On Monday, the agency also released a 16-page report that summarized the process, community comments and the strengths and weaknesses of each application. Two entities applied for licenses in West Marin: Forest Knolls Wellness hoped to operate at 6700 Sir Francis Drake Boulevard, and Craftcanna Health Center proposed to install a mobile dispensary near the Marshall Tavern while it raised the money to rehabilitate the bayside building.

The county’s report said that Forest Knolls Wellness “had the largest community opposition response” of all the applications it received. Of 1,280 responses—submitted through snail mail, email and in petitions—87 percent were opposed. The county removed responses from people who did not live in Marin, “given the focus of the County’s medical cannabis program to expand access to medical cannabis for residents of Marin County.”

The outcry over the Forest Knolls application stemmed from a number of concerns, including its potential to draw crime; its proximity to residences, including a mobile home court; and the potential that a reality television star named Matthew Shotwell would purchase the building. A number of groups wrote letters of opposition, including the San Geronimo Valley Planning Group, the San Geronimo Community Center, the Marin County Office of Education, the Lagunitas School District and the West Marin Coalition For Healthy Kids.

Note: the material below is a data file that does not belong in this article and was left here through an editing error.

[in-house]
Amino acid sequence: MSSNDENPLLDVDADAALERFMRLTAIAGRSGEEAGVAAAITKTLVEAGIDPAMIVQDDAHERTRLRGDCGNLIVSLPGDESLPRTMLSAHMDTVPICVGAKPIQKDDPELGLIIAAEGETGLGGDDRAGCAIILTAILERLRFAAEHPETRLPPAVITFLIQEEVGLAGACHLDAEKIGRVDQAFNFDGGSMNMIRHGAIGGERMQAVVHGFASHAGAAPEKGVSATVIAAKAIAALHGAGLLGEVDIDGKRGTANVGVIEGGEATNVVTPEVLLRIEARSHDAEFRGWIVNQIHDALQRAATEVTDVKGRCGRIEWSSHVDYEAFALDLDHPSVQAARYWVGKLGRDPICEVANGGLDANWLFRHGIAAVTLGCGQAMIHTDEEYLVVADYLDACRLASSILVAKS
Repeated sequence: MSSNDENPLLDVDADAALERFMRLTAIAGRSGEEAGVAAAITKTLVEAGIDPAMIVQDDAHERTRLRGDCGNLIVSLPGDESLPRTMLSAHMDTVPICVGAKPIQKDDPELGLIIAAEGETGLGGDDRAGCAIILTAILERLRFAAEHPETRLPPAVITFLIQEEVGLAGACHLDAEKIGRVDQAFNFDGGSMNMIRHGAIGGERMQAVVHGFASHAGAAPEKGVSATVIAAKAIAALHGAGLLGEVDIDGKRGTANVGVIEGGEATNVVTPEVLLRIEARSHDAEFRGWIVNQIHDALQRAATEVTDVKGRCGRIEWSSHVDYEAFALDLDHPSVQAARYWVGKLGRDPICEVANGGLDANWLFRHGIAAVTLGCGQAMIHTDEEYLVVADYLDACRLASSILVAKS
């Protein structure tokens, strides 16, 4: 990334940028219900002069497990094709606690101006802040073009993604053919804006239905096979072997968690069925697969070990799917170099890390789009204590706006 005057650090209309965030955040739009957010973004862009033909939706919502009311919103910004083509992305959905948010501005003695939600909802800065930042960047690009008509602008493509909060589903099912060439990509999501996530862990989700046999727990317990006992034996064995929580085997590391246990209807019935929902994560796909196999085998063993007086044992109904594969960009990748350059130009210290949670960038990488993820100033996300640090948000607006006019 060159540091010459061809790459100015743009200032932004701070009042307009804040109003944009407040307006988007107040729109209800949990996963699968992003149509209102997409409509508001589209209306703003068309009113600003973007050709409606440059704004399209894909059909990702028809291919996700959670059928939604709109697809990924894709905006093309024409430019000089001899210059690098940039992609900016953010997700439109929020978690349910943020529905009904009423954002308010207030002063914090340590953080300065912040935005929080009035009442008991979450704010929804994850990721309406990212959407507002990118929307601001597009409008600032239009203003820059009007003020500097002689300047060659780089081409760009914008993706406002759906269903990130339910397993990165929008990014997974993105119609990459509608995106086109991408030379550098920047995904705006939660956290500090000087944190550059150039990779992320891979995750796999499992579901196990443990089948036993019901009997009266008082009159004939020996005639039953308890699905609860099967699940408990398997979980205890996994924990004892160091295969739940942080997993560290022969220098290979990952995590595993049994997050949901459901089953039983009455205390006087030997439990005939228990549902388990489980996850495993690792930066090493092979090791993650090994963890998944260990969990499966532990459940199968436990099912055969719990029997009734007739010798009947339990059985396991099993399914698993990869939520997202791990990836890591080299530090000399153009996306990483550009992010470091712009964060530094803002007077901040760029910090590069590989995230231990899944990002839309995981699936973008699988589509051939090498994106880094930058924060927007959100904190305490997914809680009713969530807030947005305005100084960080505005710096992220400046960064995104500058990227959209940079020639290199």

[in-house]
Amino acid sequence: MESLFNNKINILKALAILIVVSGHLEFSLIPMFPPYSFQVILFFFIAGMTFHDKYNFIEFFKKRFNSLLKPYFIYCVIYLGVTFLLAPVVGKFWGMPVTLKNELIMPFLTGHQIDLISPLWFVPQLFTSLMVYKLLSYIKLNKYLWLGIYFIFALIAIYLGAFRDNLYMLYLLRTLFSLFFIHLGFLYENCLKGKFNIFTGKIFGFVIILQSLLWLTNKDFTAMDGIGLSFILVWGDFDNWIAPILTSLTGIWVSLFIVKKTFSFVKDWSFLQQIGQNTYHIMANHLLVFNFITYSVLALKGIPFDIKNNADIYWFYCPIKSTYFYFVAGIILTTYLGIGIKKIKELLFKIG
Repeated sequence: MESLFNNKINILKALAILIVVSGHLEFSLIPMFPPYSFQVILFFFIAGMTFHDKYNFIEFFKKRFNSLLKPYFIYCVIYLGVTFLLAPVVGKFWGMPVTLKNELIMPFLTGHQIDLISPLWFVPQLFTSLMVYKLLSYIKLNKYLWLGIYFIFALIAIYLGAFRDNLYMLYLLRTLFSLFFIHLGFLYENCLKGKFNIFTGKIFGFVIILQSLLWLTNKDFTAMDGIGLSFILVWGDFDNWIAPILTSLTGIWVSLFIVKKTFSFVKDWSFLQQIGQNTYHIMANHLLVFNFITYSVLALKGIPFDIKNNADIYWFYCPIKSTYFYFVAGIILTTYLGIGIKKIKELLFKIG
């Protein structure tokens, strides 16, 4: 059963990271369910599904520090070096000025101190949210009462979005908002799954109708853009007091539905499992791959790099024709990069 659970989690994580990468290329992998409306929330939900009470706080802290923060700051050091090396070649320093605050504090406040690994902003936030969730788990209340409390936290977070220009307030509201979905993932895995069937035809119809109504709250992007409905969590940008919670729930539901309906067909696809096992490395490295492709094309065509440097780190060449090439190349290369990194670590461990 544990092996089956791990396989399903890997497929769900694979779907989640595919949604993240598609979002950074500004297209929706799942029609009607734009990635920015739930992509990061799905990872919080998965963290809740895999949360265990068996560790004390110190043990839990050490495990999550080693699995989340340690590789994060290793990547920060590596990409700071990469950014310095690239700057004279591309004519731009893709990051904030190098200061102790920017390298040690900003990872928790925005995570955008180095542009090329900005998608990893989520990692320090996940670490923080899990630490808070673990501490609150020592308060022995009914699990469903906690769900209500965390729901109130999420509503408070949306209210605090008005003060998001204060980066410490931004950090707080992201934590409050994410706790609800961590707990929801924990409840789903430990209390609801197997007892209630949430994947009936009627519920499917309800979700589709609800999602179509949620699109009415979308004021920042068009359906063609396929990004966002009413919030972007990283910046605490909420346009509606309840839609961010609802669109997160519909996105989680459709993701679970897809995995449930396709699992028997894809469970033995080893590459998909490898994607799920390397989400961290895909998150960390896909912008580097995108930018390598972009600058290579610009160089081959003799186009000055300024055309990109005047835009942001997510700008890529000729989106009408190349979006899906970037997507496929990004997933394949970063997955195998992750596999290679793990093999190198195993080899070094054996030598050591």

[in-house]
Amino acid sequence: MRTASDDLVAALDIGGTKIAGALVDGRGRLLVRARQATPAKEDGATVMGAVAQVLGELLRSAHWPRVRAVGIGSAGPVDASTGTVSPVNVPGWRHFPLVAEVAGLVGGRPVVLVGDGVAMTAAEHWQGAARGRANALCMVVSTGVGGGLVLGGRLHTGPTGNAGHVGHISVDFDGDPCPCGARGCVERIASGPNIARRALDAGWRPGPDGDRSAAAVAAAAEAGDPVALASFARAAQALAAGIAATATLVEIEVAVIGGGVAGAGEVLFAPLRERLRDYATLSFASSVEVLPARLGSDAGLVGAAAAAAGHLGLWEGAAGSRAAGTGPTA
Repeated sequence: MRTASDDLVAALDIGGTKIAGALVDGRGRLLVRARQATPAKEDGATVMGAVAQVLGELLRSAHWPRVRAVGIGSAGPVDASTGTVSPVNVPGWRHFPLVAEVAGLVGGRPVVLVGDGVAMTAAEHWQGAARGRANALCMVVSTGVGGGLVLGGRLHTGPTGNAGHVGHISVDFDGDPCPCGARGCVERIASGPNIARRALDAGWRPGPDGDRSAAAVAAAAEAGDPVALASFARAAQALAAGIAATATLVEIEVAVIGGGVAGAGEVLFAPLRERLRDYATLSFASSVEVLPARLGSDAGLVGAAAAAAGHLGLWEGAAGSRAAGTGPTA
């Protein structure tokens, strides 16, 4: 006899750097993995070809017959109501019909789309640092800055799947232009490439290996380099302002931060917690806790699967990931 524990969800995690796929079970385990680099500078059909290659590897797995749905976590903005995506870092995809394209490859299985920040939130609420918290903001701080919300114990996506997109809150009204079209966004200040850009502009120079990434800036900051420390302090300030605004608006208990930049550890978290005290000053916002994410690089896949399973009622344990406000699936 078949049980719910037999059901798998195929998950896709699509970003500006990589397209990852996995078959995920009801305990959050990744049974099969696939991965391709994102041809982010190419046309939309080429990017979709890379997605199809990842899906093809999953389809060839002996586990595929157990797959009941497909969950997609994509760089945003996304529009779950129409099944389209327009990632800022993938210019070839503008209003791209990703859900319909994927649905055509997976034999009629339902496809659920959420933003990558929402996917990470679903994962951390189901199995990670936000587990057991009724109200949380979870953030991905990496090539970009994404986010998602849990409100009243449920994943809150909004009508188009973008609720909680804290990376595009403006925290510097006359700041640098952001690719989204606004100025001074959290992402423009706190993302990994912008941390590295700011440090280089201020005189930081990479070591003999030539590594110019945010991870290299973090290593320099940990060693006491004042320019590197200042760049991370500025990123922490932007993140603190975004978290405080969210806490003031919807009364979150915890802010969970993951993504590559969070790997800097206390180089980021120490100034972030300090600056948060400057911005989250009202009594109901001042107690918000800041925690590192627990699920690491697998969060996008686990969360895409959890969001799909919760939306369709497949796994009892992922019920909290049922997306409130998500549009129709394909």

In their comments, the county’s advisory committee said the application had a couple of bright spots. One of the applicants, Kip Baldwin, lived in Marin, and the dispensary would have a community relations manager and collaborate with local groups. 

But concerns about Forest Knolls Wellness outweighed the application’s strengths. The report said the applicant had no experience running a dispensary; the operating plan had a number of holes, such as with staff training and patient controls; and the proposal did not meet parking standards and even proposed parking spaces in a Caltrans right-of-way. 

The advisory committee also pointed out that the application evinced an interest in selling recreational marijuana were the state to legalize it. (Proposition 64 was passed in November, after the applications were submitted.)